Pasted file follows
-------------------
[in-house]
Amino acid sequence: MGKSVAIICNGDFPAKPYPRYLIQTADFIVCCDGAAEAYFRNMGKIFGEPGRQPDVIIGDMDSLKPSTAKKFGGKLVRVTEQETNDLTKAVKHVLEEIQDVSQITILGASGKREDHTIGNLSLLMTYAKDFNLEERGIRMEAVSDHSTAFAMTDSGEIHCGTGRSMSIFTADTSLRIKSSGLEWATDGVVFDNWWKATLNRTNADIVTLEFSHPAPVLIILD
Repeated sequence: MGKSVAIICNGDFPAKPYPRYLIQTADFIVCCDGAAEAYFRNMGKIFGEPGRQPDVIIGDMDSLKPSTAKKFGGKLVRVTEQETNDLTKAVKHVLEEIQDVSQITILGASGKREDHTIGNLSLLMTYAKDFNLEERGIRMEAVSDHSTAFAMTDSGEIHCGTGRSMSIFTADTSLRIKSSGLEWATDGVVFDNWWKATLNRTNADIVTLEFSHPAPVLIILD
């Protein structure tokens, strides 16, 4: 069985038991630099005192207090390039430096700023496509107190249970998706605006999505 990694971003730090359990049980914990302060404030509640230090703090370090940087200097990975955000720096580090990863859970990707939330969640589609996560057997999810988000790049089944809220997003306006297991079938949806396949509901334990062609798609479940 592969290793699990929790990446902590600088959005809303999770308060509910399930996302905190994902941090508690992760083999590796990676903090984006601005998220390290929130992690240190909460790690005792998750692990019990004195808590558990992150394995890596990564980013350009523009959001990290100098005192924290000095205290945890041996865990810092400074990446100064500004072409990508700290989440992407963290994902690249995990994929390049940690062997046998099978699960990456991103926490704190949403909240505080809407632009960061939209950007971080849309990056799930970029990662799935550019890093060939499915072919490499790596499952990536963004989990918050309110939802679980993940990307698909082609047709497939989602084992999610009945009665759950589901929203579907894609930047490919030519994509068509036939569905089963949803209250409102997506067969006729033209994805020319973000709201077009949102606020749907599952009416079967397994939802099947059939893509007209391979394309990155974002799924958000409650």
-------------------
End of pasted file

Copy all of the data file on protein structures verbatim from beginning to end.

[in-house]
Amino acid sequence: MGKSVAIICNGDFPAKPYPRYLIQTADFIVCCDGAAEAYFRNMGKIFGEPGRQPDVIIGDMDSLKPSTAKKFGGKLVRVTEQETNDLTKAVKHVLEEIQDVSQITILGASGKREDHTIGNLSLLMTYAKDFNLEERGIRMEAVSDHSTAFAMTDSGEIHCGTGRSMSIFTADTSLRIKSSGLEWATDGVVFDNWWKATLNRTNADIVTLEFSHPAPVLIILD
Repeated sequence: MGKSVAIICNGDFPAKPYPRYLIQTADFIVCCDGAAEAYFRNMGKIFGEPGRQPDVIIGDMDSLKPSTAKKFGGKLVRVTEQETNDLTKAVKHVLEEIQDVSQITILGASGKREDHTIGNLSLLMTYAKDFNLEERGIRMEAVSDHSTAFAMTDSGEIHCGTGRSMSIFTADTSLRIKSSGLEWATDGVVFDNWWKATLNRTNADIVTLEFSHPAPVLIILD
């Protein structure tokens, strides 16, 4: 069985038991630099005192207090390039430096700023496509107190249970998706605006999505 990694971003730090359990049980914990302060404030509640230090703090370090940087200097990975955000720096580090990863859970990707939330969640589609996560057997999810988000790049089944809220997003306006297991079938949806396949509901334990062609798609479940 592969290793699990929790990446902590600088959005809303999770308060509910399930996302905190994902941090508690992760083999590796990676903090984006601005998220390290929130992690240190909460790690005792998750692990019990004195808590558990992150394995890596990564980013350009523009959001990290100098005192924290000095205290945890041996865990810092400074990446100064500004072409990508700290989440992407963290994902690249995990994929390049940690062997046998099978699960990456991103926490704190949403909240505080809407632009960061939209950007971080849309990056799930970029990662799935550019890093060939499915072919490499790596499952990536963004989990918050309110939802679980993940990307698909082609047709497939989602084992999610009945009665759950589901929203579907894609930047490919030519994509068509036939569905089963949803209250409102997506067969006729033209994805020319973000709201077009949102606020749907599952009416079967397994939802099947059939893509007209391979394309990155974002799924958000409650």